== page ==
I recently attended The Reckoning conference hosted by John Mark Troyer. John is the former program manager for VMware’s vExpert program. John has a reputation as a master community builder. He’s a sought after consultant for enterprise IT vendors looking to jump start or fine-tune their community programs. The Reckoning conference was the first in what I’d assume many conferences focused on community and IT careers. Prior to the official start of the event the vBrownBag team hosted an unconference.
If you are at all familiar with the vBrownBag team, you know they are serious about helping the IT infrastructure community grow in their skill and career. You’d also know that if you are standing in a crowd and make eye contact with either Cody Bunch or Alastair Cooke you’ve volunteered for something. I “volunteered” to lead two unconference discussions. I’ll share my reflections on these conversations in this post.
What does Cloud/Outsourcing mean to an IT career?
As the drum for outsourcing via Cloud or traditional providers picks up, the obvious question of what’s the impact on the career of existing engineer. The group walked away with 3-major points.
Go work for the outsourcing company or a cloud provider
Stay on with your current employer in a more abstracted role
Find a niche in the company/industry that will not die
Not all of these options are available or even desirable to every engineer looking for a way forward post-outsourcing. There are also, pros and cons to each option. Going to work for the outsourcing company is a great example. In most cases, an outsourcing firm will hire many if not all of the staff displaced. A good contract will have the transferred employees keeping their tenure. You change your badge but keep your seat. But, there’s now a piece of glass between you and your previous co-workers. If the contract goes bad, you’ll find yourself looking for a new job sometimes without the option of transferring to whatever firm wins the new business.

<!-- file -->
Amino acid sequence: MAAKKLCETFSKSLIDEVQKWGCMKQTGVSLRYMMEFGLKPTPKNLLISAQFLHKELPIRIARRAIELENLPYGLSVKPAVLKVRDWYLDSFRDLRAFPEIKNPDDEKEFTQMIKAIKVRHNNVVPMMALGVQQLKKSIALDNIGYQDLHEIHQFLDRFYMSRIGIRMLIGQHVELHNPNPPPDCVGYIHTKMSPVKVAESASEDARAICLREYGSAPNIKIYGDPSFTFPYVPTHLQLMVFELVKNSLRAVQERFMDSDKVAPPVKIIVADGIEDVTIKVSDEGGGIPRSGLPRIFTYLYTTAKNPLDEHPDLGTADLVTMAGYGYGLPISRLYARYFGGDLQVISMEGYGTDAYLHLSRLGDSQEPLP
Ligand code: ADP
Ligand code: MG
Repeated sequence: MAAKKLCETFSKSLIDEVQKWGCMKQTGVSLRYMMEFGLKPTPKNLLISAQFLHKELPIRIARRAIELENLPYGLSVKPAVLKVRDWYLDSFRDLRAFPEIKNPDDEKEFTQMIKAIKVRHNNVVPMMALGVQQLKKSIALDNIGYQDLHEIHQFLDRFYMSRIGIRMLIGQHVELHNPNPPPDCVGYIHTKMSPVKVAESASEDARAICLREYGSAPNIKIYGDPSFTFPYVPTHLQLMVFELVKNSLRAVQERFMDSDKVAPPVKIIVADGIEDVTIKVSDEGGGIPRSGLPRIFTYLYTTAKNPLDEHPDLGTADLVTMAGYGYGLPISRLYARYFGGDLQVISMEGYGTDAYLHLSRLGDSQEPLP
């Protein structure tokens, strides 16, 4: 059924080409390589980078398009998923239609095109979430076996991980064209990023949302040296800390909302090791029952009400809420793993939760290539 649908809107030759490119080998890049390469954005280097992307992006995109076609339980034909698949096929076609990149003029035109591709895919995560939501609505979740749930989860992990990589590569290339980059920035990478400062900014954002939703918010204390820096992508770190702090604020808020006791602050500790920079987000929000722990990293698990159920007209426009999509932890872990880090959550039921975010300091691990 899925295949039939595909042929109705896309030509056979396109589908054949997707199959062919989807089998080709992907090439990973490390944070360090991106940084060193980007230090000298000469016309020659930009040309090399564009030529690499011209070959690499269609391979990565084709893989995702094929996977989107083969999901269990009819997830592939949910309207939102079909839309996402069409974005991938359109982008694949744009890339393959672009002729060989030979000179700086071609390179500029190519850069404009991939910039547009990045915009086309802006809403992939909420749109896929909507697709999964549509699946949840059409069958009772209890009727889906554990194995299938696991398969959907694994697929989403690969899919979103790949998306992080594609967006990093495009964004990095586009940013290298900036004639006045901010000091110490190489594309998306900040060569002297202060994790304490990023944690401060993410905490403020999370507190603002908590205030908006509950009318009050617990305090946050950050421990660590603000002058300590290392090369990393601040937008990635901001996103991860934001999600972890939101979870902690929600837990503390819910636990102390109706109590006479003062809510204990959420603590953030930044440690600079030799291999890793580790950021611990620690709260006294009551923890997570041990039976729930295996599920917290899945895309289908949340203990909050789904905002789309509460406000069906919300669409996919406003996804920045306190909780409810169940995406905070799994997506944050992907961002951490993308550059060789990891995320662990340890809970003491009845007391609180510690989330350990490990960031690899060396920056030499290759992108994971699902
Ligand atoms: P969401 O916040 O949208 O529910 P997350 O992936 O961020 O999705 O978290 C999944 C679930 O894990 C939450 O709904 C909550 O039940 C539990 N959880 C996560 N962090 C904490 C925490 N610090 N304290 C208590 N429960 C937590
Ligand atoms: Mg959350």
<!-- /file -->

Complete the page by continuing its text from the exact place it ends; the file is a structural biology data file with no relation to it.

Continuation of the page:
Staying with your current employer means that you’ll have to “move up” the stack to something like an architect role. While this may be the ideal progression for some, others may find the skill needed to perform the work of an architect either out of reach or undesirable. For example needing to hold meetings and communicate with executives vs. figuring out the optimal settings for an SQL database may sound like pulling teeth to some engineers.
The last option discussed is just trying to survive the long tail. While the 90’s and 00’s saw the industry shed thousands of mainframe positions, the jobs never really totally went away. In fact, mainframe programming skills are some of the hottest skills on the market. However, the team agreed this is a difficult if not impossible path to predict and follow. Identifying and surviving these long tails is like playing the lottery.
How to Pivot
Like the recent announcement that HP will shed another 30K jobs show us, we are all contractors. A quote from Karen Lopez, who was in our group, “We are all contractors, just 1099 or W2 (US employment tax statuses).”
This session ended with more questions than answers. Some considerations for those who still have any amount of time to work prior to retirement:
Do you just go independent?
What’s your motivation for working a full-time job
Can you specialize but still stay ready to pivot
We concluded with the thought that we were in a social bubble. It would be difficult for the people at this table to answer the question as to how to pivot as we all are in a constant mode of pivoting.
IT infrastructure subject matter expert (Cloud, Virtualization, Network & Storage) praised for transforming IT operations in verticals that include Pharma, Software, Manufacturing, Government and Financial Services. I’ve lead projects that include consolidation of multiple data centers and combining disparate global IT operations. “Three letter” Federal agencies have called upon me to lead the modernization of critical IT communication platforms.